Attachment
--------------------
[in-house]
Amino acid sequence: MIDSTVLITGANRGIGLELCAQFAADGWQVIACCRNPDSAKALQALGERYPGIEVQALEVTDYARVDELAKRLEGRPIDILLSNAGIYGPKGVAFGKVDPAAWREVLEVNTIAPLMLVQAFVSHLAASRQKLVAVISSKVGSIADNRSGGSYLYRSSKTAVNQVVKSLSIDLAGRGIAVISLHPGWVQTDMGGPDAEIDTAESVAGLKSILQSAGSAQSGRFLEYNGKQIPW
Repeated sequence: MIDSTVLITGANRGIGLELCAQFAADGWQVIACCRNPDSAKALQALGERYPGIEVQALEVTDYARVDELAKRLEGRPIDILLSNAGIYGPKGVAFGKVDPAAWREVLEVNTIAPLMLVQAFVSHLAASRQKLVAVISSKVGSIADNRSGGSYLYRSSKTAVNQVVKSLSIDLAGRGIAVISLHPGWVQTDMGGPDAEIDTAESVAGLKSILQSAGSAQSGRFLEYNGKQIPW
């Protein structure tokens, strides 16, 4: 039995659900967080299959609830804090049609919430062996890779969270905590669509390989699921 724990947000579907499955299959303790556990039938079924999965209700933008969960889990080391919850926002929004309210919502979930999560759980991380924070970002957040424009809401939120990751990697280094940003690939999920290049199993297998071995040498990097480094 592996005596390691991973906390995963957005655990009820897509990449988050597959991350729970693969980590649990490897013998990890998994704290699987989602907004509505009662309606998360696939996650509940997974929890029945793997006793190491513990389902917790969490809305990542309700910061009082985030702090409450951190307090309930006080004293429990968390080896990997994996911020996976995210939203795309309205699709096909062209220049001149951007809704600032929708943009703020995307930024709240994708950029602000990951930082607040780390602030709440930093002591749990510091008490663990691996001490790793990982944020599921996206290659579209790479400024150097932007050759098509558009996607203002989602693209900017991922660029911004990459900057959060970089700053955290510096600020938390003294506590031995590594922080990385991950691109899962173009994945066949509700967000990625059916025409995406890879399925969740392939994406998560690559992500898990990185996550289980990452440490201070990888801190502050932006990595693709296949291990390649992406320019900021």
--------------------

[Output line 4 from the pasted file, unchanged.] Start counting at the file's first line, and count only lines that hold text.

């Protein structure tokens, strides 16, 4: 039995659900967080299959609830804090049609919430062996890779969270905590669509390989699921 724990947000579907499955299959303790556990039938079924999965209700933008969960889990080391919850926002929004309210919502979930999560759980991380924070970002957040424009809401939120990751990697280094940003690939999920290049199993297998071995040498990097480094 592996005596390691991973906390995963957005655990009820897509990449988050597959991350729970693969980590649990490897013998990890998994704290699987989602907004509505009662309606998360696939996650509940997974929890029945793997006793190491513990389902917790969490809305990542309700910061009082985030702090409450951190307090309930006080004293429990968390080896990997994996911020996976995210939203795309309205699709096909062209220049001149951007809704600032929708943009703020995307930024709240994708950029602000990951930082607040780390602030709440930093002591749990510091008490663990691996001490790793990982944020599921996206290659579209790479400024150097932007050759098509558009996607203002989602693209900017991922660029911004990459900057959060970089700053955290510096600020938390003294506590031995590594922080990385991950691109899962173009994945066949509700967000990625059916025409995406890879399925969740392939994406998560690559992500898990990185996550289980990452440490201070990888801190502050932006990595693709296949291990390649992406320019900021």